Same-sex marriage will become legal in Northern Ireland in just a few hours despite DUP protests

Same-sex marriage will be legalised in Northern Ireland at midnight tonight if a minority of DUP and UUP members are unable to block it.

Northern Ireland is the only part of the UK where abortion and same-sex marriage are not legalised.

The province has not had a working government since the Northern Ireland Assembly, Stormont, collapsed in January 2017. In two historic votes on on July 9, MPs voted overwhelmingly in favour of changing the laws on abortion and same-sex marriage on October 21 if the devolved government has not been re-established by that date.

Today, on the eve of that deadline, Stormont will sit for the first time in two and a half years after a petition of recall received the required 30 signatures – all from unionist members.

It’s thought to be a largely symbolic move in protest against same-sex marriage and abortion, as only one-third of MLAs are set to attend and legislative functions can’t be performed without a ministerial executive in place.

The left-wing party Sinn Fein has made clear it will not turn up to the sitting, indicating that the rift between the DUP and Sinn Fein is as wide as ever.

Without significant cross-party involvement the Assembly recall is nothing more than a “stunt” and a “circus”, according to Sinn Fein vice president Michelle O’Neill.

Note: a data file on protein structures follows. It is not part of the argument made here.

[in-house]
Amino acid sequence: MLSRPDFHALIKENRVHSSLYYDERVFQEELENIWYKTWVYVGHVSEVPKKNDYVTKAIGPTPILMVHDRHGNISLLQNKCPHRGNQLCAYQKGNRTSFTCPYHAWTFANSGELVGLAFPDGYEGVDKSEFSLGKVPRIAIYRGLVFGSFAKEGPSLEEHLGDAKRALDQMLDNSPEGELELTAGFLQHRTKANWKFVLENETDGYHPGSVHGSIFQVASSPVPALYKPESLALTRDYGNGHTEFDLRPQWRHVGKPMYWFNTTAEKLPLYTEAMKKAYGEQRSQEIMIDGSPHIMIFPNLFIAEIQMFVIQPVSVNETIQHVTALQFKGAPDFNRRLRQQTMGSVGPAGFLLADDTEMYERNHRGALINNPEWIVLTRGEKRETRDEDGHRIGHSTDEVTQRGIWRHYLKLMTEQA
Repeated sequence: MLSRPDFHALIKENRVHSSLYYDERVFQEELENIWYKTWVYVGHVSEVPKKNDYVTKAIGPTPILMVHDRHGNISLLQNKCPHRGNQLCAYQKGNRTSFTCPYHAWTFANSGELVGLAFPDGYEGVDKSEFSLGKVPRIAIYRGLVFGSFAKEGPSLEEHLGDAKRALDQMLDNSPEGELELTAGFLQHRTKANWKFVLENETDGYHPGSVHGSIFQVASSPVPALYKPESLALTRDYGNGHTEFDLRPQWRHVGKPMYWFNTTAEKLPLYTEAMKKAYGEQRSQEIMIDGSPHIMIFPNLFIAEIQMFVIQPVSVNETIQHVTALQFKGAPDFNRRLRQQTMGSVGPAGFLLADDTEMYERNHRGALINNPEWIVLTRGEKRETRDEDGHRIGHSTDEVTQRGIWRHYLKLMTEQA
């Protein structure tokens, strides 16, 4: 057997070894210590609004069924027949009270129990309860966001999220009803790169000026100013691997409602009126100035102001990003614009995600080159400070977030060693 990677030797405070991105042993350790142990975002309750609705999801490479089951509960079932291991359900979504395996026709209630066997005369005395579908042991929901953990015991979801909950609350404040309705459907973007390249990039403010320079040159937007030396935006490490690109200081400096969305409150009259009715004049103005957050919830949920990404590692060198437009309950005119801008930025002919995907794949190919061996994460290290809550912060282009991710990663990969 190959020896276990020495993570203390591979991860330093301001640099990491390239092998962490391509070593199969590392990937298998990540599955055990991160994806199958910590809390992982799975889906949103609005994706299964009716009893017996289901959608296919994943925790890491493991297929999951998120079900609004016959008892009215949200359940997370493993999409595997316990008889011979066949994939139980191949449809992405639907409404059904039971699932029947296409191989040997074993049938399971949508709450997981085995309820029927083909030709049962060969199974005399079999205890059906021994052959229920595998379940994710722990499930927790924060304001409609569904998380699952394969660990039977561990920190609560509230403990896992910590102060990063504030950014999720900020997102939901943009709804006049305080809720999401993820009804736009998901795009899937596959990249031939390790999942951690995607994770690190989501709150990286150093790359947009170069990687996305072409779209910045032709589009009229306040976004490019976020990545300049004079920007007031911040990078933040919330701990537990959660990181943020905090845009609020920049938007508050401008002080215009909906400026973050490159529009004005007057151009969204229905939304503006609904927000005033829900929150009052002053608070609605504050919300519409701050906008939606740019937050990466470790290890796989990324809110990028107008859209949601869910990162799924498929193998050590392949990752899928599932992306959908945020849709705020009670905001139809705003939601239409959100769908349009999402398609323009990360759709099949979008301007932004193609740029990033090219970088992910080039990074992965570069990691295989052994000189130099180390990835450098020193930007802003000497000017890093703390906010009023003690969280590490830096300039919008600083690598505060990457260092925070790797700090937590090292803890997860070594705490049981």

On Friday, she dismissed any MLA taking part in the sitting as a “clown” adding: “Arlene Foster is involved in stunt politics, she is going to lead her team into the Assembly that is not sitting on Monday, they are going to discuss issues that they can do nothing about.”

Proceedings in the Assembly chamber are due to begin at noon. Assuming that a government is unable to be reformed, same-sex marriage will be legalised by midnight, with the first marriages taking place on February 14, 2020 – Valentine’s Day.

“Once we get past that October 22 deadline we will deliver it full stop,” said Lord Ian Duncan, Northern Ireland Office Parliamentary Under Secretary of State, speaking to PinkNews last month.

Along with other same-sex marriage advocates, he has been working to change the legal code ahead of time, so that same-sex couples in Northern Ireland will enjoy the same rights as those elsewhere in the UK.

Protesters call for equal marriage in Northern Ireland

Supporters of Love Equality staged a protest outside Theresa May’s speech at Queen’s University Belfast on November 27 (Courtesy Love Equality)

“What we have to ensure is that wherever the law mentions ‘husband and wife’ and ‘man and woman’ it has to be corrected to reflect the change,” he said.

“We’re working to identify all areas where legacy language exists. The legislation impacted by this covers pensions, benefits and so on.

“We want to make sure that on that date in January, we don’t miss something. So we’re working assiduously to ensure that absolute legal certainty is granted, exactly as you would be if you were marrying as a heterosexual couple.”